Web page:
As long as the race lay between ever more efficient crossbows and more and more elaborate plate armor, Italian workshops and artisan designers kept the lead. This was the agenda of the fourteenth century.
In the short run the effect on the French countryside was often disastrous; in the long run armies and their plundering expanded the role of buying and selling in everyday life.
As a result, by the time the French monarchy began to recover from the squalid demoralization induced by the initial English victories and widespread disaffection among the nobility, an expanded tax base allowed the king to collect enough hard cash to support an increasingly formidable armed force. This was the army which expelled the English from France by 1453 after a series of successful campaigns… The kingdom of France thus emerged on the map of Europe between 1450 and 1478, centralized as never before and capable of maintaining a standing professional army of about 25,000 men year in and year out, with an extreme upper limit of 80,000 available for mobilization in time of crisis.
Mere numbers, however, do not tell the tale. The French army that drove the English out of Normandy and Guienne, 1450–53, did so by bringing heavy artillery pieces to bear on castle walls, one after another, whereupon previously formidable defenses came tumbling down in a matter of hours.
The clumsy bombards of 1453 had already altered the balance between besieger and besieged, but the resulting disturbance to established power relationships was enormously magnified by the French and Burgundian invention of mobile siege guns between 1465 and 1477. Wherever the new artillery appeared, existing fortifications became useless. The power of any ruler who was able to afford the high cost of the new weapons was therefore enhanced at the expense of neighbors and subjects who were unable to avail themselves of the new technology of war.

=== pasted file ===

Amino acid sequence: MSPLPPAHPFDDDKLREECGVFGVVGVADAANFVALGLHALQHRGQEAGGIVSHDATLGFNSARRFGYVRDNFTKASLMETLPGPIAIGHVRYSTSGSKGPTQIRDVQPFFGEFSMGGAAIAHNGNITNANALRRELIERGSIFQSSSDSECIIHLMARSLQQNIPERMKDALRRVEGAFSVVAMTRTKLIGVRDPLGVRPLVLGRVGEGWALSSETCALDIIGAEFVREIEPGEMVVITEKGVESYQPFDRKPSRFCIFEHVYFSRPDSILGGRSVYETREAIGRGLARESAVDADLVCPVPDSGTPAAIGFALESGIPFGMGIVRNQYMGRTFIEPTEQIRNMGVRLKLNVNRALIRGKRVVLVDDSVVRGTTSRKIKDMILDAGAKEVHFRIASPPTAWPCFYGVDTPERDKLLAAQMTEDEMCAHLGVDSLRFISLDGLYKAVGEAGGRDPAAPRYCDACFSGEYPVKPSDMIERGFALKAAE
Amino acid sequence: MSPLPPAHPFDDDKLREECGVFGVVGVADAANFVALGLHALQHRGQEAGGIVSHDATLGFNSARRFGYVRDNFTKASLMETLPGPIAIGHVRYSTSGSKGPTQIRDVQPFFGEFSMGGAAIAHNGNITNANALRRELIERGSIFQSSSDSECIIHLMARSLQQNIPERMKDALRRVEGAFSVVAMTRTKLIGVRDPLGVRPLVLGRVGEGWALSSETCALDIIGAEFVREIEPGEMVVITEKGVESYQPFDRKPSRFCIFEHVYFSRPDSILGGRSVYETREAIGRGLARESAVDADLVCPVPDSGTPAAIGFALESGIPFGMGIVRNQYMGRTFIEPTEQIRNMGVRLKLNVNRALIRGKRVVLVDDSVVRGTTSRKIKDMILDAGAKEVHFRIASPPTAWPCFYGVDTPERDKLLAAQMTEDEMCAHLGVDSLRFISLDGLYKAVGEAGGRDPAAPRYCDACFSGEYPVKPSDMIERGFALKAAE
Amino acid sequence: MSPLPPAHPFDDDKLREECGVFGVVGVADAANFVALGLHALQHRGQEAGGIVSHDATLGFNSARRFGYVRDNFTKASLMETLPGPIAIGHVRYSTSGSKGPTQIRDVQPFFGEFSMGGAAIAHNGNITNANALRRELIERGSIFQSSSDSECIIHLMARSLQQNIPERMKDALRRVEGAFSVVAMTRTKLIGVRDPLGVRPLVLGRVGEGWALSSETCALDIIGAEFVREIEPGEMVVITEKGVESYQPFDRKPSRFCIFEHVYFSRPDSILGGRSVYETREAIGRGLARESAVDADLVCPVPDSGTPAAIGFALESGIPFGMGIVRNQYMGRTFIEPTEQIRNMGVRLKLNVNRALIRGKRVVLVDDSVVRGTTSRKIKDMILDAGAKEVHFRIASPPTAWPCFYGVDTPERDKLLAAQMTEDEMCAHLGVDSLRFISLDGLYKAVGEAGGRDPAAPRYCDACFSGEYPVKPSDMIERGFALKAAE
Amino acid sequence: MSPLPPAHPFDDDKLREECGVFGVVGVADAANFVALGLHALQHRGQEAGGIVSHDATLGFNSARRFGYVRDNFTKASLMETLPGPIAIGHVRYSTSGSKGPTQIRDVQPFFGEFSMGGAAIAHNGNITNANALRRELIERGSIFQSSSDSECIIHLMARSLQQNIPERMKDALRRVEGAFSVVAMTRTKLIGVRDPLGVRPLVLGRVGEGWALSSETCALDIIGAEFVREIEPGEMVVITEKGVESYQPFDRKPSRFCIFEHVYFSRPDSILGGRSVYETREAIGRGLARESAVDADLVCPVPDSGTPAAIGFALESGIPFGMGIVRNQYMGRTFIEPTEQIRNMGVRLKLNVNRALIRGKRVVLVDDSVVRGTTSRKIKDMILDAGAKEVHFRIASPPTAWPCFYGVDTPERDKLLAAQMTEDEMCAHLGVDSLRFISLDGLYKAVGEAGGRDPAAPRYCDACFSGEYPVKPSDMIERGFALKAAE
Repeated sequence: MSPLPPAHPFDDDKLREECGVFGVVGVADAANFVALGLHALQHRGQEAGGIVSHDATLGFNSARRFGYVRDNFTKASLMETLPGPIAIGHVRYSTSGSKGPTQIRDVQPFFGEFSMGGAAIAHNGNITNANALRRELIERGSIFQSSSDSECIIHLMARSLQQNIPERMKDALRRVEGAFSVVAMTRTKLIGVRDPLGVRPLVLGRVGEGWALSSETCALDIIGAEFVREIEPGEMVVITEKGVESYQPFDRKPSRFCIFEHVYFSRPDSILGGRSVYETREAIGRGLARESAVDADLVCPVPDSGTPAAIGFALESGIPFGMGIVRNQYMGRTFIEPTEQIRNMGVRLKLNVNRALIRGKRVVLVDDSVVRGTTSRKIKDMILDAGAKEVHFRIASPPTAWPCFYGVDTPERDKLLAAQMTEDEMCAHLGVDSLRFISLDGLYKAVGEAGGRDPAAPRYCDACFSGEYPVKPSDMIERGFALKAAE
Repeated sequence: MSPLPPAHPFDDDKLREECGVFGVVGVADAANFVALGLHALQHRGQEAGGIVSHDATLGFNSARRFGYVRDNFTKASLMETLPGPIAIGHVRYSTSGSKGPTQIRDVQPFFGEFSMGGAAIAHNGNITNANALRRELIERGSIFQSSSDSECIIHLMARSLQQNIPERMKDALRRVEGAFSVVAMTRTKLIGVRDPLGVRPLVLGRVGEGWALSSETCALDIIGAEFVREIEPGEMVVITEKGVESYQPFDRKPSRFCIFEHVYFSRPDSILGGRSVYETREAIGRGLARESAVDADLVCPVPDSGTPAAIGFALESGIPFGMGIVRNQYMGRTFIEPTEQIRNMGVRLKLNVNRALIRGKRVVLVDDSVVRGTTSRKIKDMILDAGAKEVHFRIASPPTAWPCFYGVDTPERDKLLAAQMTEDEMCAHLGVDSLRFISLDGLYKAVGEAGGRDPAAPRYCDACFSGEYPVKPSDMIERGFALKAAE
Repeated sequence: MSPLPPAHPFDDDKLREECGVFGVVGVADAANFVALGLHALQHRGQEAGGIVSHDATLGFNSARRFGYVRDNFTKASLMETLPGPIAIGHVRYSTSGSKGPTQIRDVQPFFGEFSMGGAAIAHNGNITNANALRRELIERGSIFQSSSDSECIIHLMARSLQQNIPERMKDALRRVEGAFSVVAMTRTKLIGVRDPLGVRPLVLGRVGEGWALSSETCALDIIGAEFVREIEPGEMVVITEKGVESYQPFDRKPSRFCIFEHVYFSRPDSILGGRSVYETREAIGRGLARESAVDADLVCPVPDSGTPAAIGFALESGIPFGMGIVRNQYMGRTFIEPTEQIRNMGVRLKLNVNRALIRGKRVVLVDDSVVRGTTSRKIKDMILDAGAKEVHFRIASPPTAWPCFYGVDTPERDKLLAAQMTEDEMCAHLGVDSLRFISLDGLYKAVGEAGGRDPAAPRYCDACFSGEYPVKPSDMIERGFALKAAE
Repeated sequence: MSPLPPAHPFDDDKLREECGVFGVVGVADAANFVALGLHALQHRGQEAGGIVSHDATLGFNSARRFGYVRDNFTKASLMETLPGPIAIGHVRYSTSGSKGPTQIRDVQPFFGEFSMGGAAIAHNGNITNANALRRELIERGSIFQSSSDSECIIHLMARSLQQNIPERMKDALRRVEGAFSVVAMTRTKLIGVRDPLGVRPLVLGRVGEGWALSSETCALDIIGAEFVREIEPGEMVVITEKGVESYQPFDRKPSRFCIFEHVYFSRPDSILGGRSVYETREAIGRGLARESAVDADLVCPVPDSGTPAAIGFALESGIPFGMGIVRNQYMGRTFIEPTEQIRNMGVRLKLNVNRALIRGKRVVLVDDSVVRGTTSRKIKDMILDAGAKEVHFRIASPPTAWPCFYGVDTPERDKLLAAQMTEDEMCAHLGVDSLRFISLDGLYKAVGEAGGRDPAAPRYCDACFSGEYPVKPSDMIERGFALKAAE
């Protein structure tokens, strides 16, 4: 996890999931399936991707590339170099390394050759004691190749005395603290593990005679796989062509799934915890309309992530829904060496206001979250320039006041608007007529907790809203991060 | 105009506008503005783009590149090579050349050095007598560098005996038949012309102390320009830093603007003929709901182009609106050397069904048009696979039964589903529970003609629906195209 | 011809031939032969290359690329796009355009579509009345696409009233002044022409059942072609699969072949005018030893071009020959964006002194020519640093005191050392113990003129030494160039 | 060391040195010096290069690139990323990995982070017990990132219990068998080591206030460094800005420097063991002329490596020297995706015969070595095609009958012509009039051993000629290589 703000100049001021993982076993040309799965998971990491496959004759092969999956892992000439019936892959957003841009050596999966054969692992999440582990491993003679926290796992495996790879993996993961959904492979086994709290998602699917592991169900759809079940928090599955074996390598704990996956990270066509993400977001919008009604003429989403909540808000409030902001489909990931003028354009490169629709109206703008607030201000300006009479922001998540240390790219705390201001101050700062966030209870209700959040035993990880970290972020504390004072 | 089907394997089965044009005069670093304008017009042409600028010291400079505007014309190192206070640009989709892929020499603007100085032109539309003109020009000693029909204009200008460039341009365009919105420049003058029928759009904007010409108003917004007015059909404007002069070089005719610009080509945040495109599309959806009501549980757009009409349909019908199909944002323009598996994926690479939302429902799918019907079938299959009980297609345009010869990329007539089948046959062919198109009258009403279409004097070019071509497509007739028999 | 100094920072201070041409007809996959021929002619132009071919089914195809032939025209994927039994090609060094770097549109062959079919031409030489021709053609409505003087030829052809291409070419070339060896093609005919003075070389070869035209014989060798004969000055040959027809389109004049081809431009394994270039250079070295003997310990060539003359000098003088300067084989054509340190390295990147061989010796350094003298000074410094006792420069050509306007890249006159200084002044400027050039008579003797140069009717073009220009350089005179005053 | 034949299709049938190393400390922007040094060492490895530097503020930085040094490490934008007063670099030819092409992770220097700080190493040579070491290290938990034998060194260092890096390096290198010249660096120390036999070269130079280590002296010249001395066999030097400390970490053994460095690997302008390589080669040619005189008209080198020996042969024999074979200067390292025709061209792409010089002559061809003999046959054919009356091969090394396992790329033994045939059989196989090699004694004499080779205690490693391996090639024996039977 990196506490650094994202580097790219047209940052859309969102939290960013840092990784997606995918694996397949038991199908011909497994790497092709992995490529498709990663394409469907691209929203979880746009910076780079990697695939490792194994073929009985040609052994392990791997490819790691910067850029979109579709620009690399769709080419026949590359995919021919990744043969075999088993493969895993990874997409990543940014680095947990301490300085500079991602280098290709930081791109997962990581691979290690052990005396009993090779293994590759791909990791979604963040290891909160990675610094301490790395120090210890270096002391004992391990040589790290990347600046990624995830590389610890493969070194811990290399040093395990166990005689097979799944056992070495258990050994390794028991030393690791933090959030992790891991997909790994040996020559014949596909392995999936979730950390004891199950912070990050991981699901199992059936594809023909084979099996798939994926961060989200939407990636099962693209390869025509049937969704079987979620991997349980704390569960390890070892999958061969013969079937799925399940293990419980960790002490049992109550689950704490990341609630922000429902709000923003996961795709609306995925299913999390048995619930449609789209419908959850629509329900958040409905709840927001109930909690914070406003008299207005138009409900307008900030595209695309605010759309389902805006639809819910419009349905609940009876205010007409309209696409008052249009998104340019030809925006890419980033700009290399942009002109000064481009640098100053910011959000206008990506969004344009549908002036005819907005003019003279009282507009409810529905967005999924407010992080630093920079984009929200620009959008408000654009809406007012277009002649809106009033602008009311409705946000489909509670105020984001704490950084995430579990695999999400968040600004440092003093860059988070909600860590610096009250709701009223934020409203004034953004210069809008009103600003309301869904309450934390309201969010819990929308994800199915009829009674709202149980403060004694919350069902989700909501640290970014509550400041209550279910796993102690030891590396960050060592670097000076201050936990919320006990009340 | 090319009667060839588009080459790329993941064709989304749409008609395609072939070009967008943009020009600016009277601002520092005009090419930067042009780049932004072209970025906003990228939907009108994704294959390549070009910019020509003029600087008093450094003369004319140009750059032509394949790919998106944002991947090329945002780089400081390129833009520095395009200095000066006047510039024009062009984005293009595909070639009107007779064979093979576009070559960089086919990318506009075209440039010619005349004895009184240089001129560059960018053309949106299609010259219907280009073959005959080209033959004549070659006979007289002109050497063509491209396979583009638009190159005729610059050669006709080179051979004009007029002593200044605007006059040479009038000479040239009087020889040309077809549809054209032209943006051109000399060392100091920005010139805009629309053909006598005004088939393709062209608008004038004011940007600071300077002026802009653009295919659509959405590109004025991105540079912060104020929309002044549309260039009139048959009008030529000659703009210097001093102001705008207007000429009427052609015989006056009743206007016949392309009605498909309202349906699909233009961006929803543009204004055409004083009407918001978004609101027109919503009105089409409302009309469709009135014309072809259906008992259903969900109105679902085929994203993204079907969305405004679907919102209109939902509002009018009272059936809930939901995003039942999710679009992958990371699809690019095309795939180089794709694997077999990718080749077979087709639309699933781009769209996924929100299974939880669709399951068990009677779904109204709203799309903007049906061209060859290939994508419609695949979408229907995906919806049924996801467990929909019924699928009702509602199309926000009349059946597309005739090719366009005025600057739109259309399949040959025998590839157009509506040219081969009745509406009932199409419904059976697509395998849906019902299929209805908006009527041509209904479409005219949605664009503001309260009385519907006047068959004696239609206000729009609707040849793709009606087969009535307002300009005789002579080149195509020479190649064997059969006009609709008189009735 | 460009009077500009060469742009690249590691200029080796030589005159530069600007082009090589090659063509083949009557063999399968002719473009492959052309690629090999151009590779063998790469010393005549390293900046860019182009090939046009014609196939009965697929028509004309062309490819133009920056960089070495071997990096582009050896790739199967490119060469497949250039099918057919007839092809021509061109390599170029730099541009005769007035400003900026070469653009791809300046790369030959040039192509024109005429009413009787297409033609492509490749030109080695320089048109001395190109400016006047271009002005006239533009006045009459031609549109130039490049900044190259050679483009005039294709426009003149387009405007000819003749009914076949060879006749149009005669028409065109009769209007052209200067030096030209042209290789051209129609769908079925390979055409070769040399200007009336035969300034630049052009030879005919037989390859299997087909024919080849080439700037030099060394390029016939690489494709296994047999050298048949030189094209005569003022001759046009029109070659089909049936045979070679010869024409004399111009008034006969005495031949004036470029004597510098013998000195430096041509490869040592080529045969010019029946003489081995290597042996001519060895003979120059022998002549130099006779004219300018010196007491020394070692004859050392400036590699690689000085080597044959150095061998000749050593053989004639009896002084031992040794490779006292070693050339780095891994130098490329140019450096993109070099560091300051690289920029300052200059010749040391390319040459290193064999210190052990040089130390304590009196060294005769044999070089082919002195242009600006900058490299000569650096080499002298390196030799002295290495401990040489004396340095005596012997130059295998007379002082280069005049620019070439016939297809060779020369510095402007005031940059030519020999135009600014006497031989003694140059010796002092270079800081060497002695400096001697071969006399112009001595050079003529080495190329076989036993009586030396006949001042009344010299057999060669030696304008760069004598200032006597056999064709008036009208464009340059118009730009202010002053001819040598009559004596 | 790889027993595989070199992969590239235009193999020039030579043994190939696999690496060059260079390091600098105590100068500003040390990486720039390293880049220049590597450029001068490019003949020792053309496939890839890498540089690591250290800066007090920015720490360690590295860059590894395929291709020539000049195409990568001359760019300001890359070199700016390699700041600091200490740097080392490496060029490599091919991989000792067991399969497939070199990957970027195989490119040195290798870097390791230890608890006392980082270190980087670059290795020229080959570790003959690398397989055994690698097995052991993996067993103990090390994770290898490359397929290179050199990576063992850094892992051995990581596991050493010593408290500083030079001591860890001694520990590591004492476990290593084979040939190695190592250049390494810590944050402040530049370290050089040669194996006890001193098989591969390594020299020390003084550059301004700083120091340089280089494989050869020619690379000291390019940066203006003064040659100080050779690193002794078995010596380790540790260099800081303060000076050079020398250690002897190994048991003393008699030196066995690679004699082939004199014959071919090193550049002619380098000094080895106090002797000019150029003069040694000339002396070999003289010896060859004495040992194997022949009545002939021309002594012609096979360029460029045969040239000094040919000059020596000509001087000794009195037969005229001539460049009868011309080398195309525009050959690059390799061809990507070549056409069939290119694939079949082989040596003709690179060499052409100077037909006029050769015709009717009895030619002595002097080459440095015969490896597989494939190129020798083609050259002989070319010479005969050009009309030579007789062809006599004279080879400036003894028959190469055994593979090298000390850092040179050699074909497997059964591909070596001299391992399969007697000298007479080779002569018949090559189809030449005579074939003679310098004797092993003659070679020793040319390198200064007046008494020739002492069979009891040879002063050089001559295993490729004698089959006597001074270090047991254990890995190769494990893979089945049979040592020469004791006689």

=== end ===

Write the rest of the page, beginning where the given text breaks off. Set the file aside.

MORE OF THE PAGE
In Europe, the major effect of the new weaponry was to dwarf the Italian city-states and to reduce other small sovereignties to triviality.
By the 1520s, fortifications on the new Italian model were again quite capable of resisting even the best-equipped attackers. But their cost was enormous. Only the wealthiest states and cities could afford the scores of cannon and the enormous labor of construction required by the trace italienne, as this type of fortification came to be called beyond the Alps.